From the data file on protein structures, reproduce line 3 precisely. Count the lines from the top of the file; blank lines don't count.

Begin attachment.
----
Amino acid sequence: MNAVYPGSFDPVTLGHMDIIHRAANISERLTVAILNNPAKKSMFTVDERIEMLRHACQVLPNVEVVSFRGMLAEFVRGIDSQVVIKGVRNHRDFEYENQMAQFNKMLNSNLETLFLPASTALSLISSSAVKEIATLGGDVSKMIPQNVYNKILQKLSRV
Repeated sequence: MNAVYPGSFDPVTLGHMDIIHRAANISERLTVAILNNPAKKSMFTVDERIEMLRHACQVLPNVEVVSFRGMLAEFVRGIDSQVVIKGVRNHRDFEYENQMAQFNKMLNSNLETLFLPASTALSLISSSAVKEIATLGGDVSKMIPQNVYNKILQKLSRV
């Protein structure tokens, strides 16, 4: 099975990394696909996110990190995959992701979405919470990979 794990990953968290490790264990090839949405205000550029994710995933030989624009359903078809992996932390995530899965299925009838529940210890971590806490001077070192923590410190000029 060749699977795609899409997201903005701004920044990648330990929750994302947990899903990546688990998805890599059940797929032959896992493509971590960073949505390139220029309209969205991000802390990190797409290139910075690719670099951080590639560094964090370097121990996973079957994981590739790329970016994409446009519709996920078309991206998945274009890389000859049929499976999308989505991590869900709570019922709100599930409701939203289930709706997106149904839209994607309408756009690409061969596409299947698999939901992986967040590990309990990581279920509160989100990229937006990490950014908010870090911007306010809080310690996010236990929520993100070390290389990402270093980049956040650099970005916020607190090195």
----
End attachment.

């Protein structure tokens, strides 16, 4: 099975990394696909996110990190995959992701979405919470990979 794990990953968290490790264990090839949405205000550029994710995933030989624009359903078809992996932390995530899965299925009838529940210890971590806490001077070192923590410190000029 060749699977795609899409997201903005701004920044990648330990929750994302947990899903990546688990998805890599059940797929032959896992493509971590960073949505390139220029309209969205991000802390990190797409290139910075690719670099951080590639560094964090370097121990996973079957994981590739790329970016994409446009519709996920078309991206998945274009890389000859049929499976999308989505991590869900709570019922709100599930409701939203289930709706997106149904839209994607309408756009690409061969596409299947698999939901992986967040590990309990990581279920509160989100990229937006990490950014908010870090911007306010809080310690996010236990929520993100070390290389990402270093980049956040650099970005916020607190090195």